How did you go about casting your actors? Did you set out to cast experienced actors like Hamish Linklater, David Warshofsky and even the little girl, Isabella Acres, with non-professionals?

I worked with Jeanne McCarthy on the casting, and Hamish and David were two people we talked about from day one. I met both of them, and experienced that eerie sensation of rightness that tells you your search is over. This didn’t stop me from considering and meeting with almost every single actor in their respective age groups before finally pulling the trigger (this is why having more options is not always helpful). Casting Joe was a different story altogether. I was doing an unrelated project wherein I called up people who were selling things in the PennySaver (classifieds newspaper) and asked if I could come interview and photograph them. Joe Putterlik was one of the many fascinating people I met through this project. Meanwhile I was writing this script which involved a man selling trees and I was trying to figure out some way for him to get inside the homes of strangers – out of his small world and in to another.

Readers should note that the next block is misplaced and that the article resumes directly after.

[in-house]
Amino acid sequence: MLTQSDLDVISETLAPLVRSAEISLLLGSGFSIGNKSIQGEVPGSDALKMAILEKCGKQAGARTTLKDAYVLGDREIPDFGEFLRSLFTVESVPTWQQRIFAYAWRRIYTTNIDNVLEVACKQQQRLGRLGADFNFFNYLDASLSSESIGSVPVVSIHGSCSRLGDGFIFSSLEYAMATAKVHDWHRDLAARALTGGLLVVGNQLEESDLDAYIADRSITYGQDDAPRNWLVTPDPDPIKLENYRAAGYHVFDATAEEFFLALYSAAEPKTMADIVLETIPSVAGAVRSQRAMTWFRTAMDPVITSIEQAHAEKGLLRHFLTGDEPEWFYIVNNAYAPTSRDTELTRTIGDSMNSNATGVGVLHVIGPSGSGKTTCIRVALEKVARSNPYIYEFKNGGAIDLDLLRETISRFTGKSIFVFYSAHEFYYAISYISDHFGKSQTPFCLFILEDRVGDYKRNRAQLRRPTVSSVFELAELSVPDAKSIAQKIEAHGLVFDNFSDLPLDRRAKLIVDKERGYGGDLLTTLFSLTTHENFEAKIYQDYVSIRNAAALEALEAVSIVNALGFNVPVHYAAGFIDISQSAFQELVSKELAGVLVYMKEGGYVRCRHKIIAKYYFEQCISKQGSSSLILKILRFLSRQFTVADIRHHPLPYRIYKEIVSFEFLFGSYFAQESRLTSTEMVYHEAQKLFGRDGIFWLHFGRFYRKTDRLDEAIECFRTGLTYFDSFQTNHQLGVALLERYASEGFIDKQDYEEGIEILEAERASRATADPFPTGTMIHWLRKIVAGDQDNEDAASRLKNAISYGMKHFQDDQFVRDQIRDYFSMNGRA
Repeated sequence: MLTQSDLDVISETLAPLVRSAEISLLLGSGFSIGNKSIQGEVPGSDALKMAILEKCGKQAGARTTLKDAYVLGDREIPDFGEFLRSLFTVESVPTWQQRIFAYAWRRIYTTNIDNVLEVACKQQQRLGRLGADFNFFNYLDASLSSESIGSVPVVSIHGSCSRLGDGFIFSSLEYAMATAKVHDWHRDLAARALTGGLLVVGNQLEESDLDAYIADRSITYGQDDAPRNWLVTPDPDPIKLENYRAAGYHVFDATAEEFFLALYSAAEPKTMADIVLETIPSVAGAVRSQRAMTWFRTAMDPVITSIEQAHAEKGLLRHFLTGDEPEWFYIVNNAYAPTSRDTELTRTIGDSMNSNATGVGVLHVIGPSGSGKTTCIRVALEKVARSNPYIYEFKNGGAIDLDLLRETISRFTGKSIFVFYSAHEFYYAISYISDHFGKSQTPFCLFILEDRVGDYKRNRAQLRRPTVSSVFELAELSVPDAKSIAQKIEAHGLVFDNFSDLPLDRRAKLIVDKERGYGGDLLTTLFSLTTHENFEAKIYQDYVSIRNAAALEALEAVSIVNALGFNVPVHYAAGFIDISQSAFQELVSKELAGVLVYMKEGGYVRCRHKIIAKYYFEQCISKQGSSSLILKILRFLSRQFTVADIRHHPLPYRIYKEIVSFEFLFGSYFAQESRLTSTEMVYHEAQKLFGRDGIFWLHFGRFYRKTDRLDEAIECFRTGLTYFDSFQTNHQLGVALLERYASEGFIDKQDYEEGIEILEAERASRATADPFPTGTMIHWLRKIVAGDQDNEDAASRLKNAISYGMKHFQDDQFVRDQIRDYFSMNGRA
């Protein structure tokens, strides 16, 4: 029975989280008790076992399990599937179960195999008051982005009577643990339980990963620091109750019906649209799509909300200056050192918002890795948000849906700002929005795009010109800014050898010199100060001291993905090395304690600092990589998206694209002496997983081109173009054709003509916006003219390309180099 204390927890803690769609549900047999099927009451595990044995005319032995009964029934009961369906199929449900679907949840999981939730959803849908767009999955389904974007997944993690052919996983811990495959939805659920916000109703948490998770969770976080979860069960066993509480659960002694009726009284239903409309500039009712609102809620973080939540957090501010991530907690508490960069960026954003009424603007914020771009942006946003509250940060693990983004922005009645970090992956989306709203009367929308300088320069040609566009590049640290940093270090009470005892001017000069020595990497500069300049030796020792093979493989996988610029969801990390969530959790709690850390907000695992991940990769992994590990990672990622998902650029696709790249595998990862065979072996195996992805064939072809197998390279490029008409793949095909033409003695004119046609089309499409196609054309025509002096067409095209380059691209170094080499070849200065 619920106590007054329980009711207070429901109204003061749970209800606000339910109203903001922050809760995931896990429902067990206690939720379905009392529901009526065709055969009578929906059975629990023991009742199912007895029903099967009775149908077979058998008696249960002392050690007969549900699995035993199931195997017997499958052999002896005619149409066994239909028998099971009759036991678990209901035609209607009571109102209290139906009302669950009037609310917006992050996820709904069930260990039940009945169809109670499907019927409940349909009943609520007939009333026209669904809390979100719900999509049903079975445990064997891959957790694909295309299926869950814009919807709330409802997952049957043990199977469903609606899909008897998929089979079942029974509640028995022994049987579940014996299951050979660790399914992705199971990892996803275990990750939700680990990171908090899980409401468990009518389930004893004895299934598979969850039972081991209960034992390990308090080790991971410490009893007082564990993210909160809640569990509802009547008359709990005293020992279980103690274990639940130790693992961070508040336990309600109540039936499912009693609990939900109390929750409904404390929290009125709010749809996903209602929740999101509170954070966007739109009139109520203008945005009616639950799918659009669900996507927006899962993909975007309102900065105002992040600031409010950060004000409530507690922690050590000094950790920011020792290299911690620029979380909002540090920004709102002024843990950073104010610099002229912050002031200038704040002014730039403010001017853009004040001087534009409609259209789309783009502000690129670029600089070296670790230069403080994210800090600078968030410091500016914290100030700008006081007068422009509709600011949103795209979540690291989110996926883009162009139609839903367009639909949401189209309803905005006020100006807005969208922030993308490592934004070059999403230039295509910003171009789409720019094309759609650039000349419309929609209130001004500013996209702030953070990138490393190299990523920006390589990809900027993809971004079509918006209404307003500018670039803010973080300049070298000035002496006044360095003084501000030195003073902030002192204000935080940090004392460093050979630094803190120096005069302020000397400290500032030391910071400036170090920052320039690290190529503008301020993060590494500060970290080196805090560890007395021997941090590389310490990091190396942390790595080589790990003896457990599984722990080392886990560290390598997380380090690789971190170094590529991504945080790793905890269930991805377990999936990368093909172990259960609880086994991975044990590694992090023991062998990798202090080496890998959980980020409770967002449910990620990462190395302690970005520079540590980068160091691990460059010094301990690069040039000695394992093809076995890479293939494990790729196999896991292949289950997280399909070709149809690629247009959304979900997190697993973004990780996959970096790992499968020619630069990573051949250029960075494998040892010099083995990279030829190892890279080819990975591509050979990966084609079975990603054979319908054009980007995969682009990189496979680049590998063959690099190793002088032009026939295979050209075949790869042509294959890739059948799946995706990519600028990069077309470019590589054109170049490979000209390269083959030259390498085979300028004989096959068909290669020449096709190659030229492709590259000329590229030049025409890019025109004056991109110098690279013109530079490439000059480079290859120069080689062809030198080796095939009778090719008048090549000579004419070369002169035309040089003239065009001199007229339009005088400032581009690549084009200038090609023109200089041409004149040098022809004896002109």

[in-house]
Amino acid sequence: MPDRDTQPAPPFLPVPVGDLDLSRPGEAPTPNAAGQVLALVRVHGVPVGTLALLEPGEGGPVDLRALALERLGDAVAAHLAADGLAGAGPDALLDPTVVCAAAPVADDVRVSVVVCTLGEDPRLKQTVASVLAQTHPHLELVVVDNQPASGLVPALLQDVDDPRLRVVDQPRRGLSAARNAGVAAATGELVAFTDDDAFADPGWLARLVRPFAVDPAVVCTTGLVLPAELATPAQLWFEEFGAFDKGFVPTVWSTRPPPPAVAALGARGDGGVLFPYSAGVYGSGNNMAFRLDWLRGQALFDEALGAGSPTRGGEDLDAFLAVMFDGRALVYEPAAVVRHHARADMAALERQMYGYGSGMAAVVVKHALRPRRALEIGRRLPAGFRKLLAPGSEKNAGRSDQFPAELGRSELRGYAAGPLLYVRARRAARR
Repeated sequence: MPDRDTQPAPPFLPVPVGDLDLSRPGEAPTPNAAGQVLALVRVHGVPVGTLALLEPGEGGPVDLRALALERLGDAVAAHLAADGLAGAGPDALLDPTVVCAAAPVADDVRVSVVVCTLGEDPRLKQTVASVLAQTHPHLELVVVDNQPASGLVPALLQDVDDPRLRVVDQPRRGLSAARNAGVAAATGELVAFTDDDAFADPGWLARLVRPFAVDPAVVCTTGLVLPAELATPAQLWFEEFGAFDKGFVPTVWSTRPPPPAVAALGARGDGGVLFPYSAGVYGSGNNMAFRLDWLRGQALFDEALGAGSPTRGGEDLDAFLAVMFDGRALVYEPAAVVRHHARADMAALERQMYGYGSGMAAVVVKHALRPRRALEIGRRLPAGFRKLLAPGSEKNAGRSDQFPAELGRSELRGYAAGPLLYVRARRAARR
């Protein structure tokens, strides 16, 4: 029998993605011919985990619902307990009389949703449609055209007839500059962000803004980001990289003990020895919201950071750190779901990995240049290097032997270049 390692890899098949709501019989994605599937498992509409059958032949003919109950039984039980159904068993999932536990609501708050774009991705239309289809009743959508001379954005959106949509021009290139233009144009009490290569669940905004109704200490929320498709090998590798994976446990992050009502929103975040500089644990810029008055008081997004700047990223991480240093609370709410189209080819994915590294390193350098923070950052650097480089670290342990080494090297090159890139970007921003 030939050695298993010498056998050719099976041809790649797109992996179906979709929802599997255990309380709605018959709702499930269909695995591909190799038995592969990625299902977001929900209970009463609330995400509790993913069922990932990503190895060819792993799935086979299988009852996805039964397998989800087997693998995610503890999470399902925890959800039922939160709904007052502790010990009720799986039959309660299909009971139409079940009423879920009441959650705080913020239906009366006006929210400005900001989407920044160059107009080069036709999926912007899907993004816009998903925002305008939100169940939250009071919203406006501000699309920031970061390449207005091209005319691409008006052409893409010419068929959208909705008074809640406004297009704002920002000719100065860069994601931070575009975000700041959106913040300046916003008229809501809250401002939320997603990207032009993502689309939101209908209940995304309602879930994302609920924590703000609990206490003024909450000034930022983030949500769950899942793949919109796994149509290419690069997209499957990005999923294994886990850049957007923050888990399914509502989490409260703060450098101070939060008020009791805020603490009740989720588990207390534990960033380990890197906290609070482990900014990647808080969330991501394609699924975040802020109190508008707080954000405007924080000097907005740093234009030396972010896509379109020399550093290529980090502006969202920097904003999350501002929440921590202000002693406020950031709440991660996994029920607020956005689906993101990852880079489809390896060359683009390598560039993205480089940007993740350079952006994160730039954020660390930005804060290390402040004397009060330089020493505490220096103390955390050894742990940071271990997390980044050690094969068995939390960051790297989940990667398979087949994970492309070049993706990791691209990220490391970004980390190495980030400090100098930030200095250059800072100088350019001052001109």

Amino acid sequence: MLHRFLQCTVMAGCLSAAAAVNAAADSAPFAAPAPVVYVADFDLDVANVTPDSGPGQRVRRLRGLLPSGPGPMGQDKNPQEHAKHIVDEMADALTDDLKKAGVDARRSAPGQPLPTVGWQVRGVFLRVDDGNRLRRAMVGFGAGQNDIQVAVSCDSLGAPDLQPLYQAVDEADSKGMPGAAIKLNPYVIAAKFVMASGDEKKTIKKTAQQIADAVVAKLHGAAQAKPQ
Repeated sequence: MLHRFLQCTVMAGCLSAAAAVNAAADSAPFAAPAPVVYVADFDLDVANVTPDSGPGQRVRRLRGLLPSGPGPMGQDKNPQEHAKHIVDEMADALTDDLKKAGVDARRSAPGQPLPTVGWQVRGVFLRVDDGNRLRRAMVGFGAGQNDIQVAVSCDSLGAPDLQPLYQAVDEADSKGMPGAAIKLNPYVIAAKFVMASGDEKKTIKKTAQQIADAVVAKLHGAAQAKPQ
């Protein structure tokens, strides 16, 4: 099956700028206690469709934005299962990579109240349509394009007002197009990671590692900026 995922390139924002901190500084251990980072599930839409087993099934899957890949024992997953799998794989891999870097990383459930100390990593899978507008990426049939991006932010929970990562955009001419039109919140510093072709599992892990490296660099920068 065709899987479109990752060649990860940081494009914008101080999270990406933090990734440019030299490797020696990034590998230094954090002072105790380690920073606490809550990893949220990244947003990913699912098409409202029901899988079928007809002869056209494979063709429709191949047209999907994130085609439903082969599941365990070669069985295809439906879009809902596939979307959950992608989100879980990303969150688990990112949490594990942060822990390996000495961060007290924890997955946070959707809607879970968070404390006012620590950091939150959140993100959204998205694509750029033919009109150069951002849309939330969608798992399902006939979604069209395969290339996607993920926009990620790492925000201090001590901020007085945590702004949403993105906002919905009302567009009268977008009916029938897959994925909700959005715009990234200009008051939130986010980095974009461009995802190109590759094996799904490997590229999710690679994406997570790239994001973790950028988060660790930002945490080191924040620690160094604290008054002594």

Suddenly it was obvious that he could do what I was doing. I thought maybe I could even cast all the PennySaver people to play themselves, but in the end Joe was the only one who passed the screen test. I came over with a video camera and asked him to re-enact our first meeting – he ad-libbed, came up with amazing lines, often forgot we were filming, and was relentlessly willing to try it again. But more than that, he was an incredible person, the kind of person who inspires you to not only write him into the movie, but actually change the story in light of what he’s taught you. He made all the cards (with the dirty limericks) for his wife over the last sixty years and that is just one tiny example of his bawdy, generous, tough spirit. He died on Thanksgiving, the day after I finished the movie.